Election Day on its way, voting one ballot away

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Jackie Jahfetson

Q: How can students register to vote? 

A: Thanks to the passage of Proposal Three last year and thanks to the lawsuit that was settled by the current secretary of state, we have more opportunities and choices for college students to register to vote wherever they want, including their campus address. 

If a student wishes to vote at a college address, he or she will need to satisfy Michigan’s legal definition of “residency” which  defines residency as “that place at which the person habitually sleeps, keeps his or her personally effects, and has a regular place of lodging.” 

Be aware that registering to vote at a college address which is different than the address on a Michigan driver’s license (DL) or personal ID card will automatically cause the Michigan Secretary of State (SOS) to change the DL/personal ID address to match the new voting address. This is required by Michigan law.

Keep in mind that the right to vote is a sacred right and the duty to vote is an important responsibility. When a college student resides in a college town on Election Day (ED), being able to vote locally in the college town can increase the chances the student will exercise this sacred right and fulfill this important duty. 

Q: How can citizens register 15 days or more prior to an election?

A:  All individuals registering to vote, including students, need to state in the one-page application that they will have resided in Michigan and at their college town for 30 days or more prior to ED.  

Through the 15th day prior to an election, a student can register in a variety of ways: in person at the city/township clerk’s office where they live, through a voter registration drive, by mailing the application to the city/township clerk or in person at a SOS branch. The application may also be filled out and submitted online to the SOS. If the application is mailed, it must be postmarked at least 15 days before ED.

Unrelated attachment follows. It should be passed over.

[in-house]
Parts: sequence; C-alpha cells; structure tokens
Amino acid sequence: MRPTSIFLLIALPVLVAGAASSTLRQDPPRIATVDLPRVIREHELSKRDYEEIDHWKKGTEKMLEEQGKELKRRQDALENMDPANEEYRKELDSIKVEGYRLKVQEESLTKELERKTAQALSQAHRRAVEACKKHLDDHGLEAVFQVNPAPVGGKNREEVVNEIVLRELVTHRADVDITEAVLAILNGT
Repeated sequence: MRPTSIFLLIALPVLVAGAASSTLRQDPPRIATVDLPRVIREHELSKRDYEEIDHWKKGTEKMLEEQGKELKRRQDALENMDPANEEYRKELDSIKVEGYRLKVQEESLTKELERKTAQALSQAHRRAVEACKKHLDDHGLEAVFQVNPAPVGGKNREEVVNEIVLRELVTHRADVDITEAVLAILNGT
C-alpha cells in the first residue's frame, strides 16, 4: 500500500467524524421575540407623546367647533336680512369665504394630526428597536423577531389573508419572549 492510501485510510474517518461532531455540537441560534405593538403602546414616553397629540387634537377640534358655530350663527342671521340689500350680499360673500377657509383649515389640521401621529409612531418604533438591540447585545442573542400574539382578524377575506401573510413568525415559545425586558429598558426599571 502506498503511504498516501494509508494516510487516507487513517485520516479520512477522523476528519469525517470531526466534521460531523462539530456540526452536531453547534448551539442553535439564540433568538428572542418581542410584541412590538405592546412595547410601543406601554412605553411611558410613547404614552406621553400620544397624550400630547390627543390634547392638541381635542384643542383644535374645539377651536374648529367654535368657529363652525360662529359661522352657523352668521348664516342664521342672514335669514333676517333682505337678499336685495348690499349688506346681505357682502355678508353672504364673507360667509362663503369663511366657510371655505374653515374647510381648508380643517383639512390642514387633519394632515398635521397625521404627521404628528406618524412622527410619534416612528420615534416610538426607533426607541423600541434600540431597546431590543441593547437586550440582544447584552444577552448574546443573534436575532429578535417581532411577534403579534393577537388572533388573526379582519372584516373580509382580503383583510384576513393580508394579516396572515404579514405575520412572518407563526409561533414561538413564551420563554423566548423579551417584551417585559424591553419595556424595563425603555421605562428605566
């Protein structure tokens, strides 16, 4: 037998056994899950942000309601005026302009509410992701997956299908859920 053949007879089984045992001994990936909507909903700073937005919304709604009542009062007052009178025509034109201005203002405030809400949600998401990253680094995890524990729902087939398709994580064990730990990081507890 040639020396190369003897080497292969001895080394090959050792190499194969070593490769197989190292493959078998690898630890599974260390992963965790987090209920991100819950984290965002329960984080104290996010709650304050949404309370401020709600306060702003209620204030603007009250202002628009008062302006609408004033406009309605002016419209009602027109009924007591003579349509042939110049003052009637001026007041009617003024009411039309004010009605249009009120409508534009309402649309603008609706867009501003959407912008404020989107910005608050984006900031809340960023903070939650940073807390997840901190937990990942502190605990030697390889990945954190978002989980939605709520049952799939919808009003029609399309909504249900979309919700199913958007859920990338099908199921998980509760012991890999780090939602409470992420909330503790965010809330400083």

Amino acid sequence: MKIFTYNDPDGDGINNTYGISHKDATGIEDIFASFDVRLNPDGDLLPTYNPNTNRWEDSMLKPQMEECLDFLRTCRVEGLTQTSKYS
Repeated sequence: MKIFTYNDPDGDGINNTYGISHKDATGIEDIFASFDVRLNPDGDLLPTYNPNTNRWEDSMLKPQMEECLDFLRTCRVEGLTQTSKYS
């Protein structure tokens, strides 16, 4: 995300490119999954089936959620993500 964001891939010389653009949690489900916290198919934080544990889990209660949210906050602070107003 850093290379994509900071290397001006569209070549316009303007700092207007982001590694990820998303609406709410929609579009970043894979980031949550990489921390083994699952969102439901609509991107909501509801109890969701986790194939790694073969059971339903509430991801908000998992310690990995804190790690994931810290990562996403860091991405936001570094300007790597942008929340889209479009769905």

If a student registers to vote in person at a city/township clerk’s office, the student may be asked to present a photo ID. If a student has moved from another Michigan town to attend college, the student will need to disclose his or her Michigan driver’s license number (DLN) or personal ID number on the application;  if the student has no driver license (DL) or personal ID card, the student will need to disclose the last fourdigits of his or her social security number. 

Q: How are people able to vote within the 14-day period prior to ED? 

A: Prop. Three provides for the right to register and vote up to and including ED. However, from the 14th day before an election through ED, the application may not be mailed in or delivered by someone other than the voter. 

Instead, a student must personally deliver the application to the clerk or fill one out at the clerk’s office. Also, the student must provide adequate proof of residency at the college address. 

Unfortunately, the student’s driver’s license which lists an address different from the college address will not suffice. Instead, Michigan law allows the student to provide any one of the following documents which must contain the student’s name and college address: a current utility bill, a current bank statement, a current paycheck or government check or “other government document.” 

A letter from a public university’s registrar confirming the student’s name and college address might suffice as a government document.  Verification of residency can be electronically disclosed, such as via cell phone.

Q: Explain college registration projects and how it might be beneficial to students? 

A:  Third-party groups or individuals wishing to offer a voter registration projects do not need authorization from a city/township clerk. 

However, it is best to notify the city/township clerk in advance of the project as a courtesy and to obtain the official registration applications and applications to vote an absent voter ballot.  

Q: How can people vote early?

A: Since absentee ballots are available 45 days before ED, registered voters can vote early by absentee ballot by requesting such a ballot from the clerk. A student who has changed his or her voting registration to a college town, can vote by absentee ballot. A student can either mail the ballot back to the clerk  or visit the clerk’s office, obtain the absentee ballot and vote at the clerk’s office or return it later any time before ED. 

Students who prefer to maintain their registration at the town they moved from, can easily request an absentee ballot and submit it by mail to the clerk. 

Q: Did 18 to 20-year-old college students always have the right to vote?

A: The answer is no. Back when I was at the University of Michigan, the 18 to 20-year-old vote did not exist. We were being deprived of our right to vote but many of my friends were being drafted and sent to fight in the war in Vietnam. 

So it was okay that they were being sent to fight in a war that was very unpopular but they couldn’t vote. 

College students of today should remember that young people of yesterday during this horrible conflict paid with their lives to allow students of today to exercise the right to vote. I’m hoping college students will take that right seriously, get out and exercise their rights to democracy.

Marquette County City Clerk office is located at 300 W. Baraga Ave. For more information on voting registration, call 228-0430 or email the office at [email protected]